At first glimpse, with the sun still high, the SKY-VUE DRIVE-IN THEATRE was distinctly unprepossessing— after all, it’s been here in Lamesa (“La-mee-sa”) since 1948. Of course, there’s not much to any drive-in theater (Texas now has only a dozen or so) other than a gravel parking lot, rusty trash barrels, and the looming screen. But as dusk fell, the Sky-Vue was transformed into quite a social scene. While waiting for Shrek to start, boys tossed footballs, children squabbled over the swings, families lined up lawn chairs, and high-school honeys smooched in pickup beds facing the screen. Part of the attraction for locals is the concession stand, housed in a cinder-block building; the specialty is the Chihuahua, a sandwich of two crisp corn tortillas enclosing chili, melted cheese, and fresh onion and cabbage—messy but good. Be warned that the munchies attract flies, which are a problem because moviegoers opt, in time-honored fashion, to leave their car windows down, even though tuning the radio to FM 91.9 has replaced using the outdated hook-on speakers. Finally, the theater lives up to its name: Overhead I spotted the Big Dipper and Scorpio among a plethora of non-Hollywood stars. Sky-Vue Drive-in Theatre, just south of town on U.S. 87, Lamesa (806-872-7004); Friday, Saturday, and Sunday nights; $4 per person . A.D.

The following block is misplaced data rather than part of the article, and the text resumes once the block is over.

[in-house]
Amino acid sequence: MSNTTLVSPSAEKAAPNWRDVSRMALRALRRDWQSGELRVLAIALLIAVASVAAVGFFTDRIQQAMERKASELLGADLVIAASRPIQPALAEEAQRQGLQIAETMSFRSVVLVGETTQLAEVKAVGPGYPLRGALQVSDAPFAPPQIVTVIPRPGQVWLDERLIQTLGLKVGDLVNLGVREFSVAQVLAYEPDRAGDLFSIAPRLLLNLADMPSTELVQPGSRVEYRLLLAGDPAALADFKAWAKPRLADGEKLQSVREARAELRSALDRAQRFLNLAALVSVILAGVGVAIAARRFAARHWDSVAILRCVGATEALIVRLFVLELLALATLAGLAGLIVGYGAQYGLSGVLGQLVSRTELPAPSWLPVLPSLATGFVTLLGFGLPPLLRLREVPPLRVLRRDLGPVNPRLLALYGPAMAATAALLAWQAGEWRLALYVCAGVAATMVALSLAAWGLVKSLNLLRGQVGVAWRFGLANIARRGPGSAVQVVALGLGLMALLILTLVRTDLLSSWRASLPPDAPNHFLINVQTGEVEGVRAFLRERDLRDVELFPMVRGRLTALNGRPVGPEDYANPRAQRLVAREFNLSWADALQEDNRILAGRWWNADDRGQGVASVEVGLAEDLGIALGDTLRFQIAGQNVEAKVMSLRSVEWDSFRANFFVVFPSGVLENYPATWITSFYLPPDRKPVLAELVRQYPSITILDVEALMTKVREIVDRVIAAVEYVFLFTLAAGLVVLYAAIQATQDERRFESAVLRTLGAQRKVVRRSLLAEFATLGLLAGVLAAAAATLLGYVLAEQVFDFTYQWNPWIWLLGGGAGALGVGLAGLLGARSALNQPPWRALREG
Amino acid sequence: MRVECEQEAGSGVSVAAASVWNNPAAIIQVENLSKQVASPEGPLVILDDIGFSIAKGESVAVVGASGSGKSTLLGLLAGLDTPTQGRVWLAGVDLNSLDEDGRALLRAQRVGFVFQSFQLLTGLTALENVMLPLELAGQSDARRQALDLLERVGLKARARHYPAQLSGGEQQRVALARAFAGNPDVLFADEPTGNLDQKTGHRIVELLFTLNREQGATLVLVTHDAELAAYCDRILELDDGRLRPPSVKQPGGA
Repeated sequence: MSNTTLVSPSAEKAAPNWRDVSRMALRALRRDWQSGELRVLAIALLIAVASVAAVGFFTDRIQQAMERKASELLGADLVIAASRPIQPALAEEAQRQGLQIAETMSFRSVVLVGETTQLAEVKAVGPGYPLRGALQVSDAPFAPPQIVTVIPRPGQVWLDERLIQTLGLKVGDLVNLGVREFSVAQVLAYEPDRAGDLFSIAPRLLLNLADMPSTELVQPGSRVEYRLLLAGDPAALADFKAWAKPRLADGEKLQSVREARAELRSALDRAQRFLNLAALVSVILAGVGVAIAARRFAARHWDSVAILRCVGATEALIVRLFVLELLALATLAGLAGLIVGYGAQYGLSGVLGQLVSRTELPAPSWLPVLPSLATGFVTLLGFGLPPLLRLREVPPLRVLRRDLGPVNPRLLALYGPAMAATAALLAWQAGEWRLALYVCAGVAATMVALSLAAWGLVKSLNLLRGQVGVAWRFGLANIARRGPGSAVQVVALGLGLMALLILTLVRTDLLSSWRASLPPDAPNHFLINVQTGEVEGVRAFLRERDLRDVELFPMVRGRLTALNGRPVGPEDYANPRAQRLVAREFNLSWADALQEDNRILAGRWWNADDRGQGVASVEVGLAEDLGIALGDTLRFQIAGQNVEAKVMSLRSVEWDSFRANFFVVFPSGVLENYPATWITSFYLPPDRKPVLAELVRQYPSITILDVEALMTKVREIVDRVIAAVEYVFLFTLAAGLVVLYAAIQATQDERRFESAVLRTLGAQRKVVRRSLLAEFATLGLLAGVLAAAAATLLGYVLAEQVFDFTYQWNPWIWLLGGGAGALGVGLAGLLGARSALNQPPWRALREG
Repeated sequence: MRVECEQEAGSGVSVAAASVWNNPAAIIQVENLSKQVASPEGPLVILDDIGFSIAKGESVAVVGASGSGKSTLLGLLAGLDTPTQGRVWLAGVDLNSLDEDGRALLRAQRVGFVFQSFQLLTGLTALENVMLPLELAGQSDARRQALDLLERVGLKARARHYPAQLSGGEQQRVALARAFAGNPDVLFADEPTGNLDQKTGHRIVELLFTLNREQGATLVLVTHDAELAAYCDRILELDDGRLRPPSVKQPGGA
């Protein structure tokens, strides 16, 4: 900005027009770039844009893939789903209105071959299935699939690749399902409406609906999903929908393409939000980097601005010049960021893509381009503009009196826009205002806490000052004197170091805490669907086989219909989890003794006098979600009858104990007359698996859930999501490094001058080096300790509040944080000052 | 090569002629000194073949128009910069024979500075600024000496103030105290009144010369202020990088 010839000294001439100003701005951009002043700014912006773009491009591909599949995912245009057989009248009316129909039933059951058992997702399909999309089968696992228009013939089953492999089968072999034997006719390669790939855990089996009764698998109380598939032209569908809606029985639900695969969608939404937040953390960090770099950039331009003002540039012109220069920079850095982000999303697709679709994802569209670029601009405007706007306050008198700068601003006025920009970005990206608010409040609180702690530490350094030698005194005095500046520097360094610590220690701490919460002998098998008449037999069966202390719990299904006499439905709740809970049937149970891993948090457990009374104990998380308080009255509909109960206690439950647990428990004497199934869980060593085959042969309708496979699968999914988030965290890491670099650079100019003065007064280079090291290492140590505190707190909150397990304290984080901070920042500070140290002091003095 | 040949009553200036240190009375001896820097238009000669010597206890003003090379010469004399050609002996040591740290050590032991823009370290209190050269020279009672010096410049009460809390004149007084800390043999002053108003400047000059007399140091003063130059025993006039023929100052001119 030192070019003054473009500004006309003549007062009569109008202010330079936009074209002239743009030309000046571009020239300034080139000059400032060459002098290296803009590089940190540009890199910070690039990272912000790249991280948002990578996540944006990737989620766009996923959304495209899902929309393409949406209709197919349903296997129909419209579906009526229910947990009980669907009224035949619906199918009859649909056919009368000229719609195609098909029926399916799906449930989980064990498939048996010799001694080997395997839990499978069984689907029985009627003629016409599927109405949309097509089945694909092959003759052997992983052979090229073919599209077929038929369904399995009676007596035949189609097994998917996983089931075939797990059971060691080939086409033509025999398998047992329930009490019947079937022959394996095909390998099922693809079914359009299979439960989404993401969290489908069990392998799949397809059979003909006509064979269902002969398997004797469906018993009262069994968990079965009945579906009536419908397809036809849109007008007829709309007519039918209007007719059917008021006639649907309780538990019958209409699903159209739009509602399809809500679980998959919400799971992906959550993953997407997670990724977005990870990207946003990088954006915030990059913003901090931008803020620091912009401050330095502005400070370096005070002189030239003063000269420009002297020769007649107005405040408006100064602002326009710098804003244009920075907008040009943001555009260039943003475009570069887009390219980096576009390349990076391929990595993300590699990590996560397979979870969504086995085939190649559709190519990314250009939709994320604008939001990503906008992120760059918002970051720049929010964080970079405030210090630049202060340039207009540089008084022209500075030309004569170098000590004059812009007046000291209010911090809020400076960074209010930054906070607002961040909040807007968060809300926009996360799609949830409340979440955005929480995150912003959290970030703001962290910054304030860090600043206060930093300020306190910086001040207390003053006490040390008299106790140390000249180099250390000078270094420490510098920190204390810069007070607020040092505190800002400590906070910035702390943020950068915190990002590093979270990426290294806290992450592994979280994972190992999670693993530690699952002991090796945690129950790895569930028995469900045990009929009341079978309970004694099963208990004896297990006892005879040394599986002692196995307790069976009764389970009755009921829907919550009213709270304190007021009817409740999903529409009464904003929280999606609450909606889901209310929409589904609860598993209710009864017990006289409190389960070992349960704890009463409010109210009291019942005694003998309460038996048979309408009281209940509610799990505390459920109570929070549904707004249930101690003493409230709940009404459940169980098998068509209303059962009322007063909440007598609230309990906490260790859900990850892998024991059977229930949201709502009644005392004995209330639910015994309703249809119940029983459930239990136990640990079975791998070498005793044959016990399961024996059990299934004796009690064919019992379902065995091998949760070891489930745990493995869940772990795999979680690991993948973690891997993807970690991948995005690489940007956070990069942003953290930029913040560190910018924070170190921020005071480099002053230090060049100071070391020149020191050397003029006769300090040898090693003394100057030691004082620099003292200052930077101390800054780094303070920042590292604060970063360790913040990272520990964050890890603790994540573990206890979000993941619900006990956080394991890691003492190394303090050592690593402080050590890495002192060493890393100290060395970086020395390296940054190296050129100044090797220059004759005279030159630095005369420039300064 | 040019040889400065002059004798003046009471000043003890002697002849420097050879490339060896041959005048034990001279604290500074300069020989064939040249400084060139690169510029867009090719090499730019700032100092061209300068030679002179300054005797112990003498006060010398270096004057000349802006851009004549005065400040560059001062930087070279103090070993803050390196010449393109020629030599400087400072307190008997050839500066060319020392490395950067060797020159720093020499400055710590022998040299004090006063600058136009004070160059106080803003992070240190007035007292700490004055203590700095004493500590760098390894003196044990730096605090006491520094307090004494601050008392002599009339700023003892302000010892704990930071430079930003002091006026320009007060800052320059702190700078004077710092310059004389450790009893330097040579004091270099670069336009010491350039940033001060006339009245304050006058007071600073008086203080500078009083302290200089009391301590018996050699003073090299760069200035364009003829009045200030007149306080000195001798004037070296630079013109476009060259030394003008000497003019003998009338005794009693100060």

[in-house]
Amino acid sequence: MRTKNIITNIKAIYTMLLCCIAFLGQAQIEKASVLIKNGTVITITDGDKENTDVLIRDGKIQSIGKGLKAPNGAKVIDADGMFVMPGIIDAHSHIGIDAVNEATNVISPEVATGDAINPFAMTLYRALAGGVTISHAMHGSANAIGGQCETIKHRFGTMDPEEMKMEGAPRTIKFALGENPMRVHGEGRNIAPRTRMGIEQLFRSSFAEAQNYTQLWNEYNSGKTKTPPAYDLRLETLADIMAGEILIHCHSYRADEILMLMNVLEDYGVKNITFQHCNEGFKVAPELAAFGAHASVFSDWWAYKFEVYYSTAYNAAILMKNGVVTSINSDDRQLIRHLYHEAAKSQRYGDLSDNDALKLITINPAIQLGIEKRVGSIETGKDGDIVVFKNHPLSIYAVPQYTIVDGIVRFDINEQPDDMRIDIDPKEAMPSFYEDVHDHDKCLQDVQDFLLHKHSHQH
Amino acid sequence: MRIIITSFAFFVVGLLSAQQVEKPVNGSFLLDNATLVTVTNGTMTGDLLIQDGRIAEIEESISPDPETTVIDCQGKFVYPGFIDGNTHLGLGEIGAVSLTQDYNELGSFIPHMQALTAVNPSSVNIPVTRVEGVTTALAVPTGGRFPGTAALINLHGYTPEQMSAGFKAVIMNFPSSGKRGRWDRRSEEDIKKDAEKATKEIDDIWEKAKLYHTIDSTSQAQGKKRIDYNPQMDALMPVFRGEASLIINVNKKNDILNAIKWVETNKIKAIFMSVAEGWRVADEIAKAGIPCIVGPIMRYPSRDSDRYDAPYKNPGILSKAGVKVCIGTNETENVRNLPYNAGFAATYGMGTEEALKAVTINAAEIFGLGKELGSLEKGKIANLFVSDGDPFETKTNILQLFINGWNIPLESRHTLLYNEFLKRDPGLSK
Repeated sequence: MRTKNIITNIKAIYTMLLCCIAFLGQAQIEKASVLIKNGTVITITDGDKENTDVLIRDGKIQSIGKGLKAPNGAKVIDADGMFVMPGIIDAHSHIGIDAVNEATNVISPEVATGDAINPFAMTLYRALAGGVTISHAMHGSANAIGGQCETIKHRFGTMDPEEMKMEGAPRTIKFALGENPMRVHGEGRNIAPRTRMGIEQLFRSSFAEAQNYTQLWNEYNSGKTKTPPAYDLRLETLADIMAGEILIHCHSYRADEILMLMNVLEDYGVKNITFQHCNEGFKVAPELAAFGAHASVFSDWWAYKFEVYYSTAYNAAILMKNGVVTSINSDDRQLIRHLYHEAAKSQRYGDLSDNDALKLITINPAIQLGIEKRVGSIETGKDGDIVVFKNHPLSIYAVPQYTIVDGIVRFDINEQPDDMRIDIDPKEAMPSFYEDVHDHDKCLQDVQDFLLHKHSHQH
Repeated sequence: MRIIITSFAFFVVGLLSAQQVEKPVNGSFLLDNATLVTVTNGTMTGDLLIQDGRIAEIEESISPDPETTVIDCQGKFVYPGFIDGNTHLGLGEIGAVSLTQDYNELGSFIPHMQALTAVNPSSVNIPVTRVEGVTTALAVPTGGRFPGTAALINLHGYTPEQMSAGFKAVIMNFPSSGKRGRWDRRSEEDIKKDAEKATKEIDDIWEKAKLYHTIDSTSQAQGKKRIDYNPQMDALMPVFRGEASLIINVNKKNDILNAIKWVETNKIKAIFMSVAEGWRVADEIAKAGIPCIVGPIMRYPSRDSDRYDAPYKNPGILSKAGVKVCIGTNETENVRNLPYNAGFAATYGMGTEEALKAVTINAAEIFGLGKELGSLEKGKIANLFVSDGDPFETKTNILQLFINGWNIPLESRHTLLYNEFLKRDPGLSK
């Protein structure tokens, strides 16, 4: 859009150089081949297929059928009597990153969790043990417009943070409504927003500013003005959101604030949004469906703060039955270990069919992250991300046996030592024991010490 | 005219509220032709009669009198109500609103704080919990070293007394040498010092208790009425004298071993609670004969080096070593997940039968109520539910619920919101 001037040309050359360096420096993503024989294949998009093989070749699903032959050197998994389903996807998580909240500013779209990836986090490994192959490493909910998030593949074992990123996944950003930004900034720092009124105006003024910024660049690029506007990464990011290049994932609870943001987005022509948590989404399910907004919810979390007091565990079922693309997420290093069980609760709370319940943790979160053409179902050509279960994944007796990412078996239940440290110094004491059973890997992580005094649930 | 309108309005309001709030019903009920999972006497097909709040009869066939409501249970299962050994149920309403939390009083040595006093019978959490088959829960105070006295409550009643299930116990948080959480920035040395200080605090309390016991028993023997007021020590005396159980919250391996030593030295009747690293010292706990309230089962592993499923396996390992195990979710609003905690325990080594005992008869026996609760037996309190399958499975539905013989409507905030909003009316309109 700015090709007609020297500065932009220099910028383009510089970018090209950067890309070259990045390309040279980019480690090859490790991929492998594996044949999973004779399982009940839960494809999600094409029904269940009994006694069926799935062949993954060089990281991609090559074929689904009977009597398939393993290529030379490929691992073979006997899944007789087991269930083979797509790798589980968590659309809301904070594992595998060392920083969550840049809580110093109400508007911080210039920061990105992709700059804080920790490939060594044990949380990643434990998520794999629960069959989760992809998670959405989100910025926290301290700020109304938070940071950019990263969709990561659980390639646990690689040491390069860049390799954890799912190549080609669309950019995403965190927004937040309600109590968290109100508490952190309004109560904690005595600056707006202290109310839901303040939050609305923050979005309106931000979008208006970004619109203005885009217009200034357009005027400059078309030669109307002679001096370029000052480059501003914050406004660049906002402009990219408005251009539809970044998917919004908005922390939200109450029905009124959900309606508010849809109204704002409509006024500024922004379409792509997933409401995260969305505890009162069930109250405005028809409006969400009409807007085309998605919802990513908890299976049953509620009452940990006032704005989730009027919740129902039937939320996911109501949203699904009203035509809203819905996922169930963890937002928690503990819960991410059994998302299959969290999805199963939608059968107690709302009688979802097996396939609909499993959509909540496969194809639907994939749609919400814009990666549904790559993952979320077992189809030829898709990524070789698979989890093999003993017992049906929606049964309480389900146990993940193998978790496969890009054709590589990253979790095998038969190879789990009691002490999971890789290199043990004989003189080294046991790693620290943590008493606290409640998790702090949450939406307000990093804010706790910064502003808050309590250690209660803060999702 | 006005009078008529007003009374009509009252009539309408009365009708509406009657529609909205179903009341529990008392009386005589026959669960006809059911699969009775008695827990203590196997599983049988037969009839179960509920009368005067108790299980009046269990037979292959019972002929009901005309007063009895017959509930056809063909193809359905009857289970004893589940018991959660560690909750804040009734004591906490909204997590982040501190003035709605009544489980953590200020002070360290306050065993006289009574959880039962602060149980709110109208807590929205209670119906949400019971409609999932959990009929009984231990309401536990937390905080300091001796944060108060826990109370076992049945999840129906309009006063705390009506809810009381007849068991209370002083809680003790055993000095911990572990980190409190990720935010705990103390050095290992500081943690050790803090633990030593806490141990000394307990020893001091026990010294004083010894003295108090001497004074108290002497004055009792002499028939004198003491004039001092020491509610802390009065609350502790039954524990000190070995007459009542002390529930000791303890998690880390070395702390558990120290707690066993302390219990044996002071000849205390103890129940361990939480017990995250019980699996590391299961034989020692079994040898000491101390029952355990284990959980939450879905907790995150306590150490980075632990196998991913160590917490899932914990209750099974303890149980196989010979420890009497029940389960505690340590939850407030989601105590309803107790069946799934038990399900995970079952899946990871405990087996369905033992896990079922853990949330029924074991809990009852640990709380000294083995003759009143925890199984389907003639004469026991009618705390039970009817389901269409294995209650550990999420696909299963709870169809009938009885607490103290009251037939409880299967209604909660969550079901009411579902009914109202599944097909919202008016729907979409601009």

Most mornings, Shirley Rooney and her daughter Francene Taylor rise before sunup to start making fried pies. Rooney, a former longtime cook at the Gage Hotel, has been making them for years. But it wasn’t until she opened SHIRLEY’S BURNT BISCUIT BAKERY—“the best little bake shop west of the Pecos,” as she calls it—in May 1999 that she discovered just how much folks still like the old-fashioned treats. Now Rooney, a wavy-haired, bespectacled 66-year-old who usually has a black apron tied around her waist, and Taylor often fill special orders for dozens of fried pies. They sell only three flavors—peach, apricot, and apple—for 75 cents each. The hole-in-the-wall bakery, on MARATHON’s main drag just a block from the Gage, also makes brownies, cookies, polvorones (Mexican wedding cookies), banana nut and zucchini bread, cinnamon rolls, and of course, biscuits. I’ve logged hundreds of miles (and consumed thousands of calories) researching fried pies, and the Burnt Biscuit’s—lusciously stuffed with fruit, deep-fried in vegetable shortening, and dusted with sugar—beat the competition hands down. What’s Rooney’s secret for the perfect pie dough? “Well, for years I didn’t get it right,” she says with a laugh. “And then I discovered that it’s ready when it feels like a